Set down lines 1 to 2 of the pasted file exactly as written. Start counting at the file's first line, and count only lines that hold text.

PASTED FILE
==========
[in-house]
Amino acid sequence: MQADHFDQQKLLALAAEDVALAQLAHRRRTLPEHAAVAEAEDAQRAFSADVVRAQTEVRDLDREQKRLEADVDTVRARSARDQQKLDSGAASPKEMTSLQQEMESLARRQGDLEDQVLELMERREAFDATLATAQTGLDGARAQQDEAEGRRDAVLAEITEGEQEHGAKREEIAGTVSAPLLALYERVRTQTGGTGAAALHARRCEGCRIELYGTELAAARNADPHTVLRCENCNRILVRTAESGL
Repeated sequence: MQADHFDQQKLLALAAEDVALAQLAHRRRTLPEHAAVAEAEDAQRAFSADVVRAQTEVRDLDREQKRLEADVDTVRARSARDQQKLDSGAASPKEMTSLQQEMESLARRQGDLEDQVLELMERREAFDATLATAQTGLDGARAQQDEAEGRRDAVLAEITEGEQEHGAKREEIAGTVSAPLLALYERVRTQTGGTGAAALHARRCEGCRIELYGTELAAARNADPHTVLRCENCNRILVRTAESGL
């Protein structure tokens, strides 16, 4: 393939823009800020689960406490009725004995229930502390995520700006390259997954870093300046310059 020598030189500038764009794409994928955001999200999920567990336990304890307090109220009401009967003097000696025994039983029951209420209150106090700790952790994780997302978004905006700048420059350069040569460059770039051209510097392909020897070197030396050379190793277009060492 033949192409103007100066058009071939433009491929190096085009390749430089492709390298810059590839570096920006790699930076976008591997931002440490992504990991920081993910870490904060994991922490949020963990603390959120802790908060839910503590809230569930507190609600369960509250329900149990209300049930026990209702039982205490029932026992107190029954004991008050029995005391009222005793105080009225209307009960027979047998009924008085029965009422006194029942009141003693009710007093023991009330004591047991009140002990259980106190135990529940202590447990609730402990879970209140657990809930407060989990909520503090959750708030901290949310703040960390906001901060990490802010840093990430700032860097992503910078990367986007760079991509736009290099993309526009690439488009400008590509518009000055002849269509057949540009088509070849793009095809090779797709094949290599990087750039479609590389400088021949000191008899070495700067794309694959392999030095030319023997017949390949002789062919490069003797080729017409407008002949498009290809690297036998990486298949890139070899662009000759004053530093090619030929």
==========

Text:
[in-house]
Amino acid sequence: MQADHFDQQKLLALAAEDVALAQLAHRRRTLPEHAAVAEAEDAQRAFSADVVRAQTEVRDLDREQKRLEADVDTVRARSARDQQKLDSGAASPKEMTSLQQEMESLARRQGDLEDQVLELMERREAFDATLATAQTGLDGARAQQDEAEGRRDAVLAEITEGEQEHGAKREEIAGTVSAPLLALYERVRTQTGGTGAAALHARRCEGCRIELYGTELAAARNADPHTVLRCENCNRILVRTAESGL